Mickey “Meowse” Phoenix (M), Bart Kemper, Carol Berg, Mark Teppo

Post WFC

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I never know when to leave conventions, and World Fantasy Convention always flummoxes me. Do I stay through the banquet, congratulate the winners, and then leave? Do I leave Sunday morning and simply miss the last day of watching the dead lumber around? Or do I wait until the site goes quiet for the banquet and then take my leave?

It always feels like I’m slipping out of a friend’s house while they’ve left the room for a moment to use the bathroom.

But WFC 2011 is behind us now. Tonight is Halloween, and due to the timing of the con, it will be the first Halloween I’ve done with BOTH kids. And that realization takes a lot of the sting out of leaving. That last hour, however, was still filled with the frantic calculations of when you will see everyone again.

Did I accomplish the business I hoped to do? Not entirely. Did other awesome and interesting opportunities present themselves? Yes, they did. Going to WFC reminds me why one should never set one’s five- and ten- year plans in stone. One should always be flexible. One should always be ready to say “yes” to something new and unexpected without thinking too much about how that project will actually come together. WFC reminds me that, while writing can be a solitary experience, creating is not. As much as I love writing, I do love creating more.

My convention began with a panel on Magic and Metaphysics. Ted Chiang, Kristin Janz, Peter Orullian and I kept an audience entertained for more than an hour at a time past when panels are supposed to be interesting. A number of people stopped me throughout the rest of the con, expressing their appreciation for our discussion and clearly wishing we could continue it. One gentleman actually posed a very interesting non-fiction book idea that, at the very least, might be an interesting follow-up panel. Perhaps at Norwescon in the spring.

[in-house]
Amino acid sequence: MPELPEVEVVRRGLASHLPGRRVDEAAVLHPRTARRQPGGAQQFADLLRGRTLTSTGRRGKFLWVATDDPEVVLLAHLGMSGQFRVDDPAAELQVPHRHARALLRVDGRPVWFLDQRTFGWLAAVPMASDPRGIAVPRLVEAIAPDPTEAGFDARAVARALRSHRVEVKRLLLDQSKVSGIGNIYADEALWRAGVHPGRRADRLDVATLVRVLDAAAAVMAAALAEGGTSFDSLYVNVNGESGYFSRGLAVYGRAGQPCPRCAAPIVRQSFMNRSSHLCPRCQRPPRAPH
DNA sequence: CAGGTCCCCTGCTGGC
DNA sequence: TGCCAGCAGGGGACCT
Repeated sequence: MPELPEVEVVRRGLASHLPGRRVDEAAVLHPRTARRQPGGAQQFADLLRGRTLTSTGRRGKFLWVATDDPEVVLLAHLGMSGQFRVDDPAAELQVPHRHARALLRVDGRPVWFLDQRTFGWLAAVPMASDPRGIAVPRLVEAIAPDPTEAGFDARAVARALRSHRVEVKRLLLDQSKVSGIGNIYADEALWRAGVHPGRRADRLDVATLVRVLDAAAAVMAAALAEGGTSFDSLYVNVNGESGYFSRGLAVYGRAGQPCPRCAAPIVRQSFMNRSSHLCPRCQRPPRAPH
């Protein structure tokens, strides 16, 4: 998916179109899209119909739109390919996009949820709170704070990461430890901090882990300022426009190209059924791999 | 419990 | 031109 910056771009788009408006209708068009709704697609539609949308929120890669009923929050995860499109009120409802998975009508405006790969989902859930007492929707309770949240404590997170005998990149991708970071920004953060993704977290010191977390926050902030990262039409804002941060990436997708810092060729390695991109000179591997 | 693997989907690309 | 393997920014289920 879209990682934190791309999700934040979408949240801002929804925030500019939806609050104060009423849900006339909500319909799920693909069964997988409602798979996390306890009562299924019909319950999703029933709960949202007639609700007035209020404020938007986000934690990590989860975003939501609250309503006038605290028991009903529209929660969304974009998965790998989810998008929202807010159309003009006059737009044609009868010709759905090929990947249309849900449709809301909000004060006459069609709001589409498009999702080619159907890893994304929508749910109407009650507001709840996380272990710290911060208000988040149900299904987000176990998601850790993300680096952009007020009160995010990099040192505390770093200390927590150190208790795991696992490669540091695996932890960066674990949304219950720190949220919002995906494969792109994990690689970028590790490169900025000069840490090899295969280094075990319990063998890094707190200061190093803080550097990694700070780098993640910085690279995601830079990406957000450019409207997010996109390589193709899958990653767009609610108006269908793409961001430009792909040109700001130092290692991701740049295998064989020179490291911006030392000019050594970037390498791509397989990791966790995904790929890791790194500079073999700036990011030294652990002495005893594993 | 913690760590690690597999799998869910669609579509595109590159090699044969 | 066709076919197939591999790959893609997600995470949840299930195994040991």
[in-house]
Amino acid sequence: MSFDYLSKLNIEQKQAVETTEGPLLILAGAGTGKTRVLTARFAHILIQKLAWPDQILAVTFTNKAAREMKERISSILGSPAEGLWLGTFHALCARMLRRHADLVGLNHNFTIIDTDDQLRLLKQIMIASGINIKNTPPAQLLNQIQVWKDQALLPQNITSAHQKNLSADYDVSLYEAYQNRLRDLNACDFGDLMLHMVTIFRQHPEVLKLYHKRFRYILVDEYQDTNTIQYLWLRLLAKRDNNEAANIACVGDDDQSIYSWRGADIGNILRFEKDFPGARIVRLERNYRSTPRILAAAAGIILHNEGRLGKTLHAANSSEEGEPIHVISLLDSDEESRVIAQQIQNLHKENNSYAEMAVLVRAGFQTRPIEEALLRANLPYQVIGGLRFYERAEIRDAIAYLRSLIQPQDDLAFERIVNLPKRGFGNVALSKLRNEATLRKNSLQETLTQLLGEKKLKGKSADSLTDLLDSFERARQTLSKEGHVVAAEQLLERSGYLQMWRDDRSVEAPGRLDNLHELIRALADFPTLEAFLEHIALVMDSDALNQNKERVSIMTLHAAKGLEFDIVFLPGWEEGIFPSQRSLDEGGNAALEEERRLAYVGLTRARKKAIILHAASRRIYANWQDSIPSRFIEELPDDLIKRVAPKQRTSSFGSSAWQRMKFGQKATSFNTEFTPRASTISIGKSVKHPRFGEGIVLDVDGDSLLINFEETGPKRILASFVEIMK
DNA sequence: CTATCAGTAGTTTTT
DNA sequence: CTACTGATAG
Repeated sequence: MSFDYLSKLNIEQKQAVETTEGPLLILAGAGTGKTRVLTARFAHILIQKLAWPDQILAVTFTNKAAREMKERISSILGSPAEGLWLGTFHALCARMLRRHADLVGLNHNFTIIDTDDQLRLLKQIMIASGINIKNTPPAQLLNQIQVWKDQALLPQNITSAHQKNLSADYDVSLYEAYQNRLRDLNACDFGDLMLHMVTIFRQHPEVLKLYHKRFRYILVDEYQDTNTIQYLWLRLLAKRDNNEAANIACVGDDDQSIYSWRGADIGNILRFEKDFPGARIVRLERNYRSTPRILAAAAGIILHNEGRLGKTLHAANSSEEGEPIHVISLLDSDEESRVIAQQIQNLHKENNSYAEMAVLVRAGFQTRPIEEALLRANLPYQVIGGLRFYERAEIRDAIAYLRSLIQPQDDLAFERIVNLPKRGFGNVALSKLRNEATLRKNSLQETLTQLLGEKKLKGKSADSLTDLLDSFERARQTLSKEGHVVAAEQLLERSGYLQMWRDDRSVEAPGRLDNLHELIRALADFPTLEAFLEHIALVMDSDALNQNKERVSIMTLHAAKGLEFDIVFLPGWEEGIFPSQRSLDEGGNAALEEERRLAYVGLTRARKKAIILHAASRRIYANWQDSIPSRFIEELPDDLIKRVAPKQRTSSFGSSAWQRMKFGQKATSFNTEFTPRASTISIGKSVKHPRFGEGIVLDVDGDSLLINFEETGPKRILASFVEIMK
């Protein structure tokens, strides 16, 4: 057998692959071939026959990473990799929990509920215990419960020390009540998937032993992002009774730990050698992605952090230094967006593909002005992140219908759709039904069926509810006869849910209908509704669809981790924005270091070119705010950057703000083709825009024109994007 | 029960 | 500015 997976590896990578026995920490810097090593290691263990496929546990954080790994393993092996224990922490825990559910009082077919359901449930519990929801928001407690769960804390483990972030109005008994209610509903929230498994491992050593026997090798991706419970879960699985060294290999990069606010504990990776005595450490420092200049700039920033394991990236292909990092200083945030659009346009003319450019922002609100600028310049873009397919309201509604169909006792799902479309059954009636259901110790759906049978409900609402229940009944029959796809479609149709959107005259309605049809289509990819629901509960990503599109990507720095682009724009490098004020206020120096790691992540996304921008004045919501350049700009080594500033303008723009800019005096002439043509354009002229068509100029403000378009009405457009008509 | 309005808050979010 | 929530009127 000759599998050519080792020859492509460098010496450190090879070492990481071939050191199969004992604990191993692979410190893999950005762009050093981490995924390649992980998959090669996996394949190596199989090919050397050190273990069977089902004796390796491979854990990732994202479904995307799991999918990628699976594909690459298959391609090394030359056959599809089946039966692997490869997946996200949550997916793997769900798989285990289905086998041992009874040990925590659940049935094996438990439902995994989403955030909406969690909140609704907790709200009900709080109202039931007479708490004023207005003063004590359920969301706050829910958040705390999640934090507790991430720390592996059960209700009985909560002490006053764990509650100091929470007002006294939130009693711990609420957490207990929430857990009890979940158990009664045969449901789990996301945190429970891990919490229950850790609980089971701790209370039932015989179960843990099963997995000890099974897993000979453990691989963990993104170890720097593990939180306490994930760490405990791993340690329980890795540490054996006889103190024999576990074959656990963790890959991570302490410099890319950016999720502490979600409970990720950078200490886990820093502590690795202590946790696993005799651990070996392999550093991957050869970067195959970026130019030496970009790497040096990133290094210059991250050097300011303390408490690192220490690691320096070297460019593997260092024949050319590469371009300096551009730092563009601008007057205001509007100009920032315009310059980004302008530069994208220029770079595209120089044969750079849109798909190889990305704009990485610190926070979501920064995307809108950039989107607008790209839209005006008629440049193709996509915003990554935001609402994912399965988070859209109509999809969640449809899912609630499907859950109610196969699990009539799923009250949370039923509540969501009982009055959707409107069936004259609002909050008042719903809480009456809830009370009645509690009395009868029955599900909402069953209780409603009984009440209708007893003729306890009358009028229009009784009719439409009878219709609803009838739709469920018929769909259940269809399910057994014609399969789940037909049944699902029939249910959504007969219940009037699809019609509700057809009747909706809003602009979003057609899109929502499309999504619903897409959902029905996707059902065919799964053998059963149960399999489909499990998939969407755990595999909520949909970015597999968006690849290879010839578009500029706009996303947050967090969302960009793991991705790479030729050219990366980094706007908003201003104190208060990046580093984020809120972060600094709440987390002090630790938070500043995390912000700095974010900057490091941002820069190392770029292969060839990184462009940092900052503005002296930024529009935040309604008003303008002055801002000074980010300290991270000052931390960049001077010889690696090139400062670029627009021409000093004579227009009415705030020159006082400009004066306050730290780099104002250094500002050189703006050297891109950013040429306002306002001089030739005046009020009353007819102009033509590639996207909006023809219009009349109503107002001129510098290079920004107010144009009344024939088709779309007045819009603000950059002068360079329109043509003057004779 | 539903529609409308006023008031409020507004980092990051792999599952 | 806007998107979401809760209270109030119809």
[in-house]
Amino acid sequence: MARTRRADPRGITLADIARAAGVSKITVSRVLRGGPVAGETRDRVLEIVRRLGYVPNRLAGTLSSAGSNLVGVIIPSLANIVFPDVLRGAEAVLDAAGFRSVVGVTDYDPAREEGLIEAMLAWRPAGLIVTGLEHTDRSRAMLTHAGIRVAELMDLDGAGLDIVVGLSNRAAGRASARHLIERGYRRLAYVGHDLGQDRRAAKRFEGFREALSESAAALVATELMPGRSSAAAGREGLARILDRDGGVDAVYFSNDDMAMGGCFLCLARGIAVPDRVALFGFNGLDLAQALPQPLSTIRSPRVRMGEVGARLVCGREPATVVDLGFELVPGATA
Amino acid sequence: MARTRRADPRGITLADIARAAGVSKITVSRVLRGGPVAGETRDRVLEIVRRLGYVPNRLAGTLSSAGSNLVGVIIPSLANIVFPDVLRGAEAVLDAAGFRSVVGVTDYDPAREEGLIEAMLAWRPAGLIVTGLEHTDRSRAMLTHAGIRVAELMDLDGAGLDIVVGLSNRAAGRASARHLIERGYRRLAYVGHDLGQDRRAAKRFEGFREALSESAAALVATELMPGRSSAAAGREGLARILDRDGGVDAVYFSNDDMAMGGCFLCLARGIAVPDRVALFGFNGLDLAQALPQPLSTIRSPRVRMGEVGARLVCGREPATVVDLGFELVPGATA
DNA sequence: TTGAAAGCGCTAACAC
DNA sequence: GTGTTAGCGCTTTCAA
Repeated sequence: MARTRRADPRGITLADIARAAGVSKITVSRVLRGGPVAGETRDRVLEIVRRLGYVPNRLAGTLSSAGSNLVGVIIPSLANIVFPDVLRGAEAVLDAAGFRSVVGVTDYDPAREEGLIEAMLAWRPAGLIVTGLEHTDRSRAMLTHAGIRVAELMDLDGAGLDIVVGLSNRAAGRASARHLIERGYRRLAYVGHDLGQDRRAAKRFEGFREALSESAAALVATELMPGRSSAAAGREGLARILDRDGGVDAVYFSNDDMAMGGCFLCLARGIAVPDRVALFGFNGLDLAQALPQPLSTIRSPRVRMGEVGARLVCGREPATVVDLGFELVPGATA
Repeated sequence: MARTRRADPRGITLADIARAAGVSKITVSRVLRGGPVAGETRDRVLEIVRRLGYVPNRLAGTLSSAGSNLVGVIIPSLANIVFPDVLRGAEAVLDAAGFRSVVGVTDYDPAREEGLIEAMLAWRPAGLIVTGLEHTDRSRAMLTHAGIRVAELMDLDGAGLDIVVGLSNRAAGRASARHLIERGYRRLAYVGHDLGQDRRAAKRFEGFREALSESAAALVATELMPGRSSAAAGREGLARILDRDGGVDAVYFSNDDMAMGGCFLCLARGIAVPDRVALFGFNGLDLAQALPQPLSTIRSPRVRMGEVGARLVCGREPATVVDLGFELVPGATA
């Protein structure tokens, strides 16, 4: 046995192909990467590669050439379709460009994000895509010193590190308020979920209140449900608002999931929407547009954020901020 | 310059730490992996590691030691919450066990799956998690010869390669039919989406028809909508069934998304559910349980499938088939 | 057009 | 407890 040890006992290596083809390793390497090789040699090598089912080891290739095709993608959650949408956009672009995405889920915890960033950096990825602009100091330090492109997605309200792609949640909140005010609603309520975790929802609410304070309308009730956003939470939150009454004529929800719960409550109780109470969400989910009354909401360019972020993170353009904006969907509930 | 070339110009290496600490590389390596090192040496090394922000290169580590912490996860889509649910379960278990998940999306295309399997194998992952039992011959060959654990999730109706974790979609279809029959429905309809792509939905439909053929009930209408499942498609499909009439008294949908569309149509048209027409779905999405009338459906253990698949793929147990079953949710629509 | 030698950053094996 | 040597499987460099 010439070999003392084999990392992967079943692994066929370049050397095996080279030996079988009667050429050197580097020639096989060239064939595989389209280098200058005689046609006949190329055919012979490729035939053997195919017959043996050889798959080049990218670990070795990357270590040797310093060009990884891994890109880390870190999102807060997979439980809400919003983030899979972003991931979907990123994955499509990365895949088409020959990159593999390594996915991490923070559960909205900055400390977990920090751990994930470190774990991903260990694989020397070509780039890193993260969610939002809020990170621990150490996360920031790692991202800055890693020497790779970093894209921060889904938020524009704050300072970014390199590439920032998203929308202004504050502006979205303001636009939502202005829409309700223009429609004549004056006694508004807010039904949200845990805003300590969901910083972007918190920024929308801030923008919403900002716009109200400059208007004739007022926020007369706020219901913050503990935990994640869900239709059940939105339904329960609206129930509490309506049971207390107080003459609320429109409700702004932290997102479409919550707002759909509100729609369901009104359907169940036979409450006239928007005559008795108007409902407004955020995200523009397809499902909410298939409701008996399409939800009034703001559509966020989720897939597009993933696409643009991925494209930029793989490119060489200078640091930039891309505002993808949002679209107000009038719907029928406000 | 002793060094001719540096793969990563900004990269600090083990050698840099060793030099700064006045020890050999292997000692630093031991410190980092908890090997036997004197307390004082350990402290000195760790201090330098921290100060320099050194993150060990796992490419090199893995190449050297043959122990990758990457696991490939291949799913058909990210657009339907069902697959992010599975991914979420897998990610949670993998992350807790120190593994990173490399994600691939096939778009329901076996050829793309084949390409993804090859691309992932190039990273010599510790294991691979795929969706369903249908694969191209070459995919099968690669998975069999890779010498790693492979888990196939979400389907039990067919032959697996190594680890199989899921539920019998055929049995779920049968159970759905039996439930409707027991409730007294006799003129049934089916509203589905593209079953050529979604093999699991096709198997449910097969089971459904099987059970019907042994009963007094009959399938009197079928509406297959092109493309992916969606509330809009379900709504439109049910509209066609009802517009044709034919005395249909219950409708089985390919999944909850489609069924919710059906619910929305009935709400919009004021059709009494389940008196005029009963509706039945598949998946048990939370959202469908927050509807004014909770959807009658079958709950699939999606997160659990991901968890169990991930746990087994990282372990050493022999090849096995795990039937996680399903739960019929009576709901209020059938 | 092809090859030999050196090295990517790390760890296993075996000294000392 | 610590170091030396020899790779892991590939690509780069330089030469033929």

I signed copies of Lightbreaker and Heartland at the Night Shade Books table for a few hours on Saturday. I felt very much like the shabby cousin, surrounded by the depth and breadth of the New Voices program that the Shade has launched this fall. So very many gorgeously designed and enticing books. I made up for my feelings of inadequancy among these wunderkind by personalizing the remaining copies of my books before I left. I didn’t just sign them; I left little messages in each. I hope they all find happy homes.

One of my favorite conversations was not about fantasy or science fiction or the business of publishing but about Sir Richard Burton and the terror of William Blake, about the Coen Brothers and David Fincher and their fierce vision of making film, about Thucydidies and Xenophon and how The Aeneid was nothing more than fan fiction (but yes, we’d all read parts of it in the original Latin).

I miss you all, crazy dreamers. But now we must go work through the cold winter.

WFC Appearance

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I’ll be attending World Fantasy Convention next week in San Diego, CA. While seeing all of my pals, I will also be moderating a panel on Thursday evening at 10:00PM. It’s called “Magic and Metaphysics.” Here’s the panel description:

What makes a magic system believable? Authors and world builders create the rules that govern their magic when the whole point of magic, one would think, is to break the rules. Is it reasonable to try to constrain magic by the laws of nature? Bonewitz proposed a whole set of rules based on principles such as similarity and contagion? Is a logical and consistent magical system actually magic?

It’ll be held in Pacific 2/3, which I would assume to a nicely sized room. On the panel with me are Ted Chiang, Kristin Janz, and Peter Orullian. Drop by. It looks like it will be a fun panel.

Thinking, Planning, Reading


Link round-up today while I’m off banging out words in the catacombs.

Late last week, I dropped by the Clarion West house and entertained this year’s crop of students for a bit, doing the dog-and-pony about epublishing and urban fantasy. They were nicely attentive and didn’t roll their eyes too many times at my soap-boxing. So very kind of them. During the party, later in the evening, I learned that the fall workshop schedule had been posted. I’m doing the one in October.